When I recently learned that another child had been injured by a fallen piece of bedroom furniture, I wasn’t surprised. More than 40 children younger than 18 are treated in emergency departments around the country each day for furniture related tip-overs.
As an injury prevention specialist, I visit families’ homes and make recommendations on ways to make their homes safer for children, with the hopes of preventing these types of unintentional injuries from happening.
Over the years I’ve learned that while many families are aware of the need to baby proof a home, many are not considering of how their behavior may unintentionally encourage their young children to climb furniture.
For instance, when parents put the remote on top of the TV — or place a bottle or sippy cup on top of a dresser – it encourages young children to climb the furniture in order to reach what they want. The unfortunate reality is that head and chest injuries, broken bones and even fatalities can result from furniture tipping over.
So what can parents do about it? Here is what I recommend to help prevent furniture tip-overs from happening:
- Secure furniture to the wall. Furniture that is easily tipped over and needs to be secured to the wall includes free-standing book shelves and dressers. And don’t forget about TVs, too! There are a number of ways to secure furniture to the wall, but a furniture strap is readily accessible at any hardware or home goods store. I recommend for any parent who may be leaving the store with a new piece of furniture to buy a furniture strap at the same time. It should be a combination purchase.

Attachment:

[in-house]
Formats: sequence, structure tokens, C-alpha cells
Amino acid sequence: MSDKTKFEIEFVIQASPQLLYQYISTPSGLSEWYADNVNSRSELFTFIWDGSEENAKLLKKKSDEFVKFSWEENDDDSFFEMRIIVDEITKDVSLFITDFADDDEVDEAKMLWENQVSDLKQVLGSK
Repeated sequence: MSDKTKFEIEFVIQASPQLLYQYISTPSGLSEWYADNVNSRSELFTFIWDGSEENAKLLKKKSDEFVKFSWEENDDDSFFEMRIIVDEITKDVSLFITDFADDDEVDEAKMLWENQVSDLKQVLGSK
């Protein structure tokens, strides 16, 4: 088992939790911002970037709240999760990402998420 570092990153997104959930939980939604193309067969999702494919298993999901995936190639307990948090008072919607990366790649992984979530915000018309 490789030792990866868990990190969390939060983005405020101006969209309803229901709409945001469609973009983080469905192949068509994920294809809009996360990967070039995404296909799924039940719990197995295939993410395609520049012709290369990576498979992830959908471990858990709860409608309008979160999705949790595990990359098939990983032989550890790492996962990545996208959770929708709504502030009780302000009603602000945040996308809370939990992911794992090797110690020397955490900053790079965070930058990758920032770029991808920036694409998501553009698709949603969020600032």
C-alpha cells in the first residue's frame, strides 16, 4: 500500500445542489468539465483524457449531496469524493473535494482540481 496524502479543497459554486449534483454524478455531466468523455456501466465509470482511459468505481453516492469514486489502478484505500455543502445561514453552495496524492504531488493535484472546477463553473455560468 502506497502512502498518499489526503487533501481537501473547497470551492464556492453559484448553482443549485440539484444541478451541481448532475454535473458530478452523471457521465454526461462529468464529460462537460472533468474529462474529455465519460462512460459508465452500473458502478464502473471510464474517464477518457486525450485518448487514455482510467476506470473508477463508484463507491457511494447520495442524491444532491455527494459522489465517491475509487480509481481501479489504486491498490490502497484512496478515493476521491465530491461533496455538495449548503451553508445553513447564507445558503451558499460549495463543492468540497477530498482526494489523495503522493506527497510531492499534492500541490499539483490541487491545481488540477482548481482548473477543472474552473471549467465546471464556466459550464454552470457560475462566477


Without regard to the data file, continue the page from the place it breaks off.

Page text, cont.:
- Put cabinet locks on the drawers. If your child likes to climb on everything, I would take an extra precaution and put cabinet locks on the drawers as well. That way, they can’t be pulled out and potentially encourage the dresser to tip over. This extra precaution may also prevent the drawers from becoming steps for little climbers as well.
- Don’t place items on top of dressers, cabinets, and TVs. Parents can unintentionally encourage their children to climb something when they place a wanted item on top of a piece of furniture. If you’re in the habit of putting remotes up to prevent battery ingestion, I recommend putting them out of sight as well as out of reach.
- Keep furniture away from windows, where possible. When curious children hear the noises of their friends playing outside, they may try to climb nearby furniture to see out of the window. This poses both a furniture tip-over risk and a window fall risk. If there is space in the room, keep all furniture away from the window.
We know that kids are going to fall, climb, crash, slip and tumble. That’s all part of being a kid. But small preventive measures like the ones mentioned above, as well as active supervision, can help kids avoid the more serious injuries that can result from furniture tip-overs.